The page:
When giving routine postpartum discharge instructions, I told the new parents nothing should go into the woman’s vagina, and defined ‘nothing’ as ‘no tampons, no douching, no husband.’
The couple looked at each other and the husband asked, ‘What about oral sex?’ (more…)
A toddler got into his mother’s purse and swallowed several coins. Of course, he was rushed to the ER.
After some time had passed, the grandmother called to check on the boy’s progress.
The nurse who answered the phone had to report that there’d been no change yet.
I was teaching a communications course about ten years ago. One of my
students missed class and a test and had not notified me prior to the test.
Prior notification was required in order not to receive a zero on the exam.
So she was in big trouble. (more…)
Hi Everybody! Welcome to the March edition of JNJ, our Student Nursing Spectacular!
Student nurses are near and dear to my heart: over the years I’ve been both a student nurse and a nurse instructor. It’s precisely when you’re learning the ropes and routines of nursing that humor proves its value.
The humor we need — for ourselves, and for our patients — is therapeutic humor. This is the healthy, healing humor that can be used to lift the spirit. Make no mistake: healthy, healing humor can be dark at times, sophomoric and silly at others. Laughter happens when we’re confronted with the uncomfortable, unpleasant or unusual — which is pretty much a normal day in the life of a student nurse! (more…)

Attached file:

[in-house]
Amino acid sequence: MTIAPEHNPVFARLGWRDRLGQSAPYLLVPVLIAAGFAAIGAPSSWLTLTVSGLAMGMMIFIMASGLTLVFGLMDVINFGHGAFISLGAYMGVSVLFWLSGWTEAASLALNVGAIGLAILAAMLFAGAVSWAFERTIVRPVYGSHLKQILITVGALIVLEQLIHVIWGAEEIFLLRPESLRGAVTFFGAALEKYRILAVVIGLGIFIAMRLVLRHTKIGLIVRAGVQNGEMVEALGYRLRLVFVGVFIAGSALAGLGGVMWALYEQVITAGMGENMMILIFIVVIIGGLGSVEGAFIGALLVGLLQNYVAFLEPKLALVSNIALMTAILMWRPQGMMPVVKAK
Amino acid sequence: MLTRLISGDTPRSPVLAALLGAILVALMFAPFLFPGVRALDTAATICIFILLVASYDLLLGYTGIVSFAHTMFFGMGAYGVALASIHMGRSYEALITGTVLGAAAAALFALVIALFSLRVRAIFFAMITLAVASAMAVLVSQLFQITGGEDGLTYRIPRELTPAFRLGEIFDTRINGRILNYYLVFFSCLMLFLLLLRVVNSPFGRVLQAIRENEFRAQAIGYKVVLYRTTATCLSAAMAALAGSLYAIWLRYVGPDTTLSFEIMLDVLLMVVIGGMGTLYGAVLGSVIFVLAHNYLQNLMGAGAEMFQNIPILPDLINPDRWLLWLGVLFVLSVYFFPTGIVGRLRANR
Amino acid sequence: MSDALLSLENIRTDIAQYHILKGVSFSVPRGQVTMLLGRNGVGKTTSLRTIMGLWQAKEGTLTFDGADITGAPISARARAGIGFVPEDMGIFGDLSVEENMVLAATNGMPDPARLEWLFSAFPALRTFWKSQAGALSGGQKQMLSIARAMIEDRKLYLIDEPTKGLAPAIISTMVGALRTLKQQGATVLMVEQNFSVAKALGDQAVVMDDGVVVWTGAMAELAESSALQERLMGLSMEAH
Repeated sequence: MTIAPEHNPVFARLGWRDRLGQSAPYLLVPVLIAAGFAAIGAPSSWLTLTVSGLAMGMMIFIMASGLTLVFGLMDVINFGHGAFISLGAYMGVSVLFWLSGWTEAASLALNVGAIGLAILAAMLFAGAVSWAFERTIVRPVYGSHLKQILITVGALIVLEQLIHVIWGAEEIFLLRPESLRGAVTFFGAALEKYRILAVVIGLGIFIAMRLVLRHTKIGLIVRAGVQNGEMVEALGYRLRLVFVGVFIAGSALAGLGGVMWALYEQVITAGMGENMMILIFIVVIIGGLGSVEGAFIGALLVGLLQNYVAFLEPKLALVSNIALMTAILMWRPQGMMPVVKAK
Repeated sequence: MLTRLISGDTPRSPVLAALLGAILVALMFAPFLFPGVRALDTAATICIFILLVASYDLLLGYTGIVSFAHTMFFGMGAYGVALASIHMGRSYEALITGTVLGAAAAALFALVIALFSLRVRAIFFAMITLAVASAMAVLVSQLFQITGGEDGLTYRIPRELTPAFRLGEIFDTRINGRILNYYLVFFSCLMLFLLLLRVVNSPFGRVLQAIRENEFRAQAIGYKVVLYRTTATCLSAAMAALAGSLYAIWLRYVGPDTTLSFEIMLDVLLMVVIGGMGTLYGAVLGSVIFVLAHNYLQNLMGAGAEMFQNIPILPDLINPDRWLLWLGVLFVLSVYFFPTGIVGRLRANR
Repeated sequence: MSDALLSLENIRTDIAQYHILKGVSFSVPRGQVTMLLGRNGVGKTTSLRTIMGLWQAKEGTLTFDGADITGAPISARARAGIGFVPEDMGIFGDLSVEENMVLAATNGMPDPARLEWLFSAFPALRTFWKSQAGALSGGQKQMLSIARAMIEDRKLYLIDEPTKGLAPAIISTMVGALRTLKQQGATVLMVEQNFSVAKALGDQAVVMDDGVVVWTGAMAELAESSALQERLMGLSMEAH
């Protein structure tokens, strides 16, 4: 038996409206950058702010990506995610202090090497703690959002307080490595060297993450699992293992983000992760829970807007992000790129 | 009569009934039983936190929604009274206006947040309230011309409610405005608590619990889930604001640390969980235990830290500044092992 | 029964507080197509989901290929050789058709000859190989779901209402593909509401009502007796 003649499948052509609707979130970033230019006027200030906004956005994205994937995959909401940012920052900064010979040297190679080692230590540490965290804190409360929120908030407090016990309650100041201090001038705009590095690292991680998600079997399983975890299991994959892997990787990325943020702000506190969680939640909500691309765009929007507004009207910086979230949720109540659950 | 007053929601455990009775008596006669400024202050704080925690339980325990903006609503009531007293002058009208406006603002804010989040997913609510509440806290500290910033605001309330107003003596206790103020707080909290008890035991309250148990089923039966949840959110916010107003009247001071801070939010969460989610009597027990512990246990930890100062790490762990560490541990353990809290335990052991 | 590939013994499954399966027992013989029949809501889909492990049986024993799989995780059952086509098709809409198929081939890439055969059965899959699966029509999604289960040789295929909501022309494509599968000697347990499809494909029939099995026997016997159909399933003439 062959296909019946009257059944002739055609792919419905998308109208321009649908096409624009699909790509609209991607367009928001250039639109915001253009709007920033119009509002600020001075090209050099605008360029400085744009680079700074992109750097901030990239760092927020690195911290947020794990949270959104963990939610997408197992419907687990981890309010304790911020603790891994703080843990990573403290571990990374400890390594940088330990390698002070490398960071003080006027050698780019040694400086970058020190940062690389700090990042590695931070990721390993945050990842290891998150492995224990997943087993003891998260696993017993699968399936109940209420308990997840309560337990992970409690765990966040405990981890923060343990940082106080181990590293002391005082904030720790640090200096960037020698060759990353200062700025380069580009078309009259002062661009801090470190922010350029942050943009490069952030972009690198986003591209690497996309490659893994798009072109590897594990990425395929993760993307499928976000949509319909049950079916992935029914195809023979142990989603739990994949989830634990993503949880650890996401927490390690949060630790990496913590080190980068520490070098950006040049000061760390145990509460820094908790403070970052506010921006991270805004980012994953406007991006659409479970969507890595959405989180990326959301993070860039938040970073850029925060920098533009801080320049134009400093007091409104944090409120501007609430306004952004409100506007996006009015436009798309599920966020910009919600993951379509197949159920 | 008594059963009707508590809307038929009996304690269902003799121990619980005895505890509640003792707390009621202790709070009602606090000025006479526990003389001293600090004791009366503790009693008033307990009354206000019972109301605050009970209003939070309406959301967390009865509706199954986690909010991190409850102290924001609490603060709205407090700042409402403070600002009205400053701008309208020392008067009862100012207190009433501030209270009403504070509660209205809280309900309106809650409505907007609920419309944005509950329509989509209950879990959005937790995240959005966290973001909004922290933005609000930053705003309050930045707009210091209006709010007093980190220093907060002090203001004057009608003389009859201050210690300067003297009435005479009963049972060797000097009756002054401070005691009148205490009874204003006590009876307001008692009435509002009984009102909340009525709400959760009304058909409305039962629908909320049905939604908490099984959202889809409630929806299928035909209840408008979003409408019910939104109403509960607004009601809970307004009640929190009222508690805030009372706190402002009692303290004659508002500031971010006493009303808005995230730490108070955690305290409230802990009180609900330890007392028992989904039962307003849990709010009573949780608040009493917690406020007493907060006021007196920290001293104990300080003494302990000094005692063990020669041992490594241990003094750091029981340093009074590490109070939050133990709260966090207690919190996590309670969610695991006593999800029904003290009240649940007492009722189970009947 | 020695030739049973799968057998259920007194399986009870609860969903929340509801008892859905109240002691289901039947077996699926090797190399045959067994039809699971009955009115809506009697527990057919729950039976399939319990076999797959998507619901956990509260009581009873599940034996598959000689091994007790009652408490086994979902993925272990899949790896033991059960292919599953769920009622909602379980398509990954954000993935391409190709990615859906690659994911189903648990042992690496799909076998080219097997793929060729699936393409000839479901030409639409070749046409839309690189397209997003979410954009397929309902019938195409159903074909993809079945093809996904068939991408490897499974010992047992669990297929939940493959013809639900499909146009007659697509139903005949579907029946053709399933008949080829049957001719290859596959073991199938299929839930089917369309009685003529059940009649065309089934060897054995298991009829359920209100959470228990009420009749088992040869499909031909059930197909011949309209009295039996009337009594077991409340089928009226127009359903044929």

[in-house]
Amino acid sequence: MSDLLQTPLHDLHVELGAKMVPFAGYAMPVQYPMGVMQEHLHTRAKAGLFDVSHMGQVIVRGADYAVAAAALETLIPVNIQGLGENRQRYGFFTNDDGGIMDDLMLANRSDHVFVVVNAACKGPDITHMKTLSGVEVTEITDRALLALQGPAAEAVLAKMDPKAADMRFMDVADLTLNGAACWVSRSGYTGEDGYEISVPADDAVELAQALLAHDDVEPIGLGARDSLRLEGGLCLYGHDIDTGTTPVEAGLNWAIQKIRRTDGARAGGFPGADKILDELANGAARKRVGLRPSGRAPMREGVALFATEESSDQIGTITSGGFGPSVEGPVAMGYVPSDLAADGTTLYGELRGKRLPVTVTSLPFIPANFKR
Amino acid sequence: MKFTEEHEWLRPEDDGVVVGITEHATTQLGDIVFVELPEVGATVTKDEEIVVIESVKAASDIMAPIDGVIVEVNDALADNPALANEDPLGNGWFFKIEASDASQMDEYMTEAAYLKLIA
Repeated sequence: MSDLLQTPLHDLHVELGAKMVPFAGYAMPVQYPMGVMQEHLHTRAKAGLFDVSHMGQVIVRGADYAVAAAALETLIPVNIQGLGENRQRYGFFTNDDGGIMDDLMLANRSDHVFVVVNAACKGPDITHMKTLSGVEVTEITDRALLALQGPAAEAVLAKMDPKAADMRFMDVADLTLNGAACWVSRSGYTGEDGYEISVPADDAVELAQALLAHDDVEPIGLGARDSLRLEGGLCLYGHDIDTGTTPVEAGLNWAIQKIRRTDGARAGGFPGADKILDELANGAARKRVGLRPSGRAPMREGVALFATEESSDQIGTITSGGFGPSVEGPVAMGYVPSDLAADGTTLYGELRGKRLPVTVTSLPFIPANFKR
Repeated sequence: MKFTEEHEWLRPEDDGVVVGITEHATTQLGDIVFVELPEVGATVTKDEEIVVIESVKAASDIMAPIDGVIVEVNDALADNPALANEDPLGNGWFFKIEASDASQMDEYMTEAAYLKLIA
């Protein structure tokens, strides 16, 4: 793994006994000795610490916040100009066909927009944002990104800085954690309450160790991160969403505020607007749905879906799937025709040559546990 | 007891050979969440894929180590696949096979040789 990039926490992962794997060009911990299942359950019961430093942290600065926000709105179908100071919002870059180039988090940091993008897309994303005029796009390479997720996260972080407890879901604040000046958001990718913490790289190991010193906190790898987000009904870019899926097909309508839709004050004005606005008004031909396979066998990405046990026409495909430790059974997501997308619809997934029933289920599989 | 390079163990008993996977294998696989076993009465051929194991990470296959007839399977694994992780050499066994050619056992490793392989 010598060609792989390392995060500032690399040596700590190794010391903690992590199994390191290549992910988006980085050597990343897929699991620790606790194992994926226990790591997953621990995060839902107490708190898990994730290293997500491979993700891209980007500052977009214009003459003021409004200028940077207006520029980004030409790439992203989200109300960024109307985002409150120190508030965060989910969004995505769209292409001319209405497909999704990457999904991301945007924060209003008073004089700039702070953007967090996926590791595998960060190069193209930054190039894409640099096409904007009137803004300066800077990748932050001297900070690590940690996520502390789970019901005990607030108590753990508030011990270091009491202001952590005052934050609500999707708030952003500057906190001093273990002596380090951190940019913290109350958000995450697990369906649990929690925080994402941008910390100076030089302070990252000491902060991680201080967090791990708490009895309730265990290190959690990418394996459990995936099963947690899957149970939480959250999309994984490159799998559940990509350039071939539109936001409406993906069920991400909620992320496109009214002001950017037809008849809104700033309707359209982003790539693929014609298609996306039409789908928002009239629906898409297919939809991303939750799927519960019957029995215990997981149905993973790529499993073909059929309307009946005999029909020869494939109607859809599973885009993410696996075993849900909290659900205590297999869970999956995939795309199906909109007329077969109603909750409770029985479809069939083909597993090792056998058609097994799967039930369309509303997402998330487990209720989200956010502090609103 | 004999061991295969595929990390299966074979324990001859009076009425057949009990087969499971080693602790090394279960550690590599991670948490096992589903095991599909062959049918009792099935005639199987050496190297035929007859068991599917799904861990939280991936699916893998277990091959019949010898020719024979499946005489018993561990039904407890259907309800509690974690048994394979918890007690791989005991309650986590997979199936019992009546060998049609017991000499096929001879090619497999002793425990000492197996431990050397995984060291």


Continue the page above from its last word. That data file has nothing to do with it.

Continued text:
Jack: “My brother was sick and went to the doctor.”
John: “Is he feeling better now?”
Jack: “No, he has a broken arm.”
John: “How did he break it?”
Jack: “Well, the doctor gave him a prescription and told him no matter what happened, to follow that prescription. And the prescription blew out of the window.”
John: “How did he break his arm?”
Jack: “He fell out of the window trying to follow the prescription.”